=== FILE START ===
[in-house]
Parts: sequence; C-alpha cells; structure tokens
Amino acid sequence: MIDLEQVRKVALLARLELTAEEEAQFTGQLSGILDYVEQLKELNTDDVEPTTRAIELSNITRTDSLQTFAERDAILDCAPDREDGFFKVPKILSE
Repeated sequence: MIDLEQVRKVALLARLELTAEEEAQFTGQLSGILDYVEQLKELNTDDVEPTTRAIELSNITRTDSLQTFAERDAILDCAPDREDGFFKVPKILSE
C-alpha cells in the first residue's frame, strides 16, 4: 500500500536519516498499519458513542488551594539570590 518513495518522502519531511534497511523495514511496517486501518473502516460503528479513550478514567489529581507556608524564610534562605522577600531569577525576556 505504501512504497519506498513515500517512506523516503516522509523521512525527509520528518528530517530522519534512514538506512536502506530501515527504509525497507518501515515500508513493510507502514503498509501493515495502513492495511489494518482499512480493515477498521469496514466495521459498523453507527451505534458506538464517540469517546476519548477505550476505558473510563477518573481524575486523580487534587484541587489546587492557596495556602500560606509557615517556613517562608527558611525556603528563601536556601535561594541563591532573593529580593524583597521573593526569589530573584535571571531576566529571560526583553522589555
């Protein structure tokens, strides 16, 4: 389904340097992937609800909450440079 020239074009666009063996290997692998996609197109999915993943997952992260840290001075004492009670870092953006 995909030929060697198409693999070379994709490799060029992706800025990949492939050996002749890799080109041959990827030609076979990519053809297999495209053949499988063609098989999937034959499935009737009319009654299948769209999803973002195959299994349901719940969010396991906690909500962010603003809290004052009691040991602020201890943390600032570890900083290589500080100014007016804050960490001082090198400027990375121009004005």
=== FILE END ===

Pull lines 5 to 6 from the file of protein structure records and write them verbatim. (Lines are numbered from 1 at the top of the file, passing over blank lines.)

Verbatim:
C-alpha cells in the first residue's frame, strides 16, 4: 500500500536519516498499519458513542488551594539570590 518513495518522502519531511534497511523495514511496517486501518473502516460503528479513550478514567489529581507556608524564610534562605522577600531569577525576556 505504501512504497519506498513515500517512506523516503516522509523521512525527509520528518528530517530522519534512514538506512536502506530501515527504509525497507518501515515500508513493510507502514503498509501493515495502513492495511489494518482499512480493515477498521469496514466495521459498523453507527451505534458506538464517540469517546476519548477505550476505558473510563477518573481524575486523580487534587484541587489546587492557596495556602500560606509557615517556613517562608527558611525556603528563601536556601535561594541563591532573593529580593524583597521573593526569589530573584535571571531576566529571560526583553522589555
């Protein structure tokens, strides 16, 4: 389904340097992937609800909450440079 020239074009666009063996290997692998996609197109999915993943997952992260840290001075004492009670870092953006 995909030929060697198409693999070379994709490799060029992706800025990949492939050996002749890799080109041959990827030609076979990519053809297999495209053949499988063609098989999937034959499935009737009319009654299948769209999803973002195959299994349901719940969010396991906690909500962010603003809290004052009691040991602020201890943390600032570890900083290589500080100014007016804050960490001082090198400027990375121009004005």